Complex problems can be modeled using vertex and edge graphs and characteristics of the different structures are used to find solutions.
16 Use vertex and edge graphs to model mathematical situations involving networks.
16.a Identify properties of simple graphs, complete graphs, bipartite graphs, complete bipartite graphs, and trees.
17 Solve problems involving networks through investigation and application of existence and nonexistence of Euler paths, Euler circuits, Hamilton paths, and Hamilton circuits.
17.a Develop optimal solutions of application-based problems using existing and student- created algorithms.
17.b Give an argument for graph properties.
18 Apply algorithms relating to minimum weight spanning trees, networks, flows, and Steiner trees.
18.a Use shortest path techniques to find optimal shipping routes.
18.b Show that every connected graph has a minimal spanning tree.
18.c Use Kruskal's Algorithm and Prim's Algorithm to determine the minimal spanning tree of a weighted graph.
19 Use vertex-coloring, edge-coloring, and matching techniques to solve application-based problems involving conflict.
20 Determine the minimum time to complete a project using algorithms to schedule tasks in order, including critical path analysis, the list-processing algorithm, and student-created algorithms.
21 Use the adjacency matrix of a graph to determine the number of walks of length n in a graph.
FIN.5 Fairness and Democracy
Various methods for determining a winner in a voting system can result in paradoxes or other issues of fairness.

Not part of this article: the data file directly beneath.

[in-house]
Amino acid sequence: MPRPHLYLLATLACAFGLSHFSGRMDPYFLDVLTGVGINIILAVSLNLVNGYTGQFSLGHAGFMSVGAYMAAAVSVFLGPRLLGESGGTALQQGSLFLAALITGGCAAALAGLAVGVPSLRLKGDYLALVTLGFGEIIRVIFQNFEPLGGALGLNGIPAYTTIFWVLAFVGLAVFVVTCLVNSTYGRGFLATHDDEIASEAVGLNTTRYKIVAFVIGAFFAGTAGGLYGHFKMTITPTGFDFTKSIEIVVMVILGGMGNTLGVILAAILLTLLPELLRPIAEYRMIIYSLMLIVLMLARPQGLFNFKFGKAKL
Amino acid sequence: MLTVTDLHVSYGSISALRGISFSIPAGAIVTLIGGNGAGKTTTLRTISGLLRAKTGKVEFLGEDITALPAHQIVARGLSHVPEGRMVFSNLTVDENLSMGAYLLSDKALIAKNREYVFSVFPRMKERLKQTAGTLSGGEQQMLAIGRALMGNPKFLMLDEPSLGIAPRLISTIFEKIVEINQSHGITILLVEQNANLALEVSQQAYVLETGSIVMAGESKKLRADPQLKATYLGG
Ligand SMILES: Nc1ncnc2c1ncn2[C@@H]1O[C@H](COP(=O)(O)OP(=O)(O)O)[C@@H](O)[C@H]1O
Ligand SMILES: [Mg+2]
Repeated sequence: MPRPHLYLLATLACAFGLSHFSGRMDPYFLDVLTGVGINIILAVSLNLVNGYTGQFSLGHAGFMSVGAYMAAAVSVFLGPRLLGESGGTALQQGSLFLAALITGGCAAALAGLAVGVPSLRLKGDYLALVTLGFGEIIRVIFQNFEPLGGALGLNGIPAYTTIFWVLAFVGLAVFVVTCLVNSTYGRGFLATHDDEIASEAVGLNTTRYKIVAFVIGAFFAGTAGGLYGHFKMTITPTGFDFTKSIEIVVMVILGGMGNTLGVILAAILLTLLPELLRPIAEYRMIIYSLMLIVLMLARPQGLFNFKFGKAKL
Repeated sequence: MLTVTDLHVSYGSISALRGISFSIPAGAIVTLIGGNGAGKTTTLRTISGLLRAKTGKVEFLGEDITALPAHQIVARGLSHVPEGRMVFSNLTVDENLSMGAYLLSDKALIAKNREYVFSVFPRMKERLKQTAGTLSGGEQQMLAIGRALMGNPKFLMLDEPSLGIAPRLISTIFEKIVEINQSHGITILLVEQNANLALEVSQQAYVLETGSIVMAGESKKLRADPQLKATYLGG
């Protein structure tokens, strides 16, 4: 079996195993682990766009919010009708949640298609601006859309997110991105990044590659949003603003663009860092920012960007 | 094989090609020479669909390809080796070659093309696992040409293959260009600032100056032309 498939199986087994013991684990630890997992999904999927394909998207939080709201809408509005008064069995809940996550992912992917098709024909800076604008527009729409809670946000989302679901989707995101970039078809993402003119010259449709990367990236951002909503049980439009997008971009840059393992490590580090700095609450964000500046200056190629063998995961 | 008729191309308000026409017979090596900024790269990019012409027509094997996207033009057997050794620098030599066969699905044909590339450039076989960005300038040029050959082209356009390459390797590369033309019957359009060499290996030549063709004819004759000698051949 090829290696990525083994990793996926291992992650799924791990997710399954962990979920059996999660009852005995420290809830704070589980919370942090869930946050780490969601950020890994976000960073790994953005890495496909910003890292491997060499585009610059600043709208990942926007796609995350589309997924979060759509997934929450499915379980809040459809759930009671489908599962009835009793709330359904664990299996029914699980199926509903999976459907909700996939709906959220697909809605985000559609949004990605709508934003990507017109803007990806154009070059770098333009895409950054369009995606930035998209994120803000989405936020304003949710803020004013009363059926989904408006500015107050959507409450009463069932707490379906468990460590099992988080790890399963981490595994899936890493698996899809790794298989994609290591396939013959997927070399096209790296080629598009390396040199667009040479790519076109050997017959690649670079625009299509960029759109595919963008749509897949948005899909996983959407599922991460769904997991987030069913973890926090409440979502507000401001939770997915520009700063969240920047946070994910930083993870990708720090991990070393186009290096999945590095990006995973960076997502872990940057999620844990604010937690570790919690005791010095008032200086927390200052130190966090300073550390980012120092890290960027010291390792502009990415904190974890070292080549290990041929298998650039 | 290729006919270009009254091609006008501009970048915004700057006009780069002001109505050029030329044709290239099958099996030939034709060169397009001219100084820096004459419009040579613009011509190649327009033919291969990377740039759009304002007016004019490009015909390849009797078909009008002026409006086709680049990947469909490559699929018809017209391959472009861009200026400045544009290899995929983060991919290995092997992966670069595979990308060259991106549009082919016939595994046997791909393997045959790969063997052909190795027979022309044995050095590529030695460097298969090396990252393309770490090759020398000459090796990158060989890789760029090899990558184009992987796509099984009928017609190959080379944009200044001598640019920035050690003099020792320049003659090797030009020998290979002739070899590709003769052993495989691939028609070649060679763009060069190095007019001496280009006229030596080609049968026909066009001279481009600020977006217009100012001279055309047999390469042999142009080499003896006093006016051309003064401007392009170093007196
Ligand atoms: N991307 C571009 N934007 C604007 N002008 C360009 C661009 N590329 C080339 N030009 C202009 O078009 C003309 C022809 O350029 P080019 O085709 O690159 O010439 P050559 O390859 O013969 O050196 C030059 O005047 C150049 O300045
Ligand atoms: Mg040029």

22 Analyze advantages and disadvantages of different types of ballot voting systems.
22.a Identify impacts of using a preferential ballot voting system and compare it to single candidate voting and other voting systems.
22.b Analyze the impact of legal and cultural features of political systems on the mathematical aspects of elections.
23 Apply a variety of methods for determining a winner using a preferential ballot voting system, including plurality, majority, run-off with majority, sequential run-off with majority, Borda count, pairwise comparison, Condorcet, and approval voting.
24 Identify issues of fairness for different methods of determining a winner using a preferential voting ballot and other voting systems and identify paradoxes that can result.
25 Use methods of weighted voting and identify issues of fairness related to weighted voting.
25.a Distinguish between weight and power in voting.
FIN.6 Fair Division
Methods used to solve non-trivial problems of division of objects often reveal issues of fairness.
26 Explain and apply mathematical aspects of fair division, with respect to classic problems of apportionment, cake cutting, and estate division. Include applications in other contexts and modern situations.
27 Identify and apply historic methods of apportionment for voting districts including Hamilton, Jefferson, Adams, Webster, and Huntington-Hill. Identify issues of fairness and paradoxes that may result from methods.
28 Use spreadsheets to examine apportionment methods in large problems.
FIN.7 Information Processing
Effective systems for sending and receiving information include components that impact accuracy, efficiency, and security.
29 Critically analyze issues related to information processing including accuracy, efficiency, and security.
30 Apply ciphers (encryption and decryption algorithms) and cryptosystems for encrypting and decrypting including symmetric-key or public-key systems.
30.a Use modular arithmetic to apply RSA (Rivest-Shamir-Adleman) public-key cryptosystems.
30.b Use matrices and their inverses to encode and decode messages.
31 Apply error-detecting codes and error-correcting codes to determine accuracy of information processing.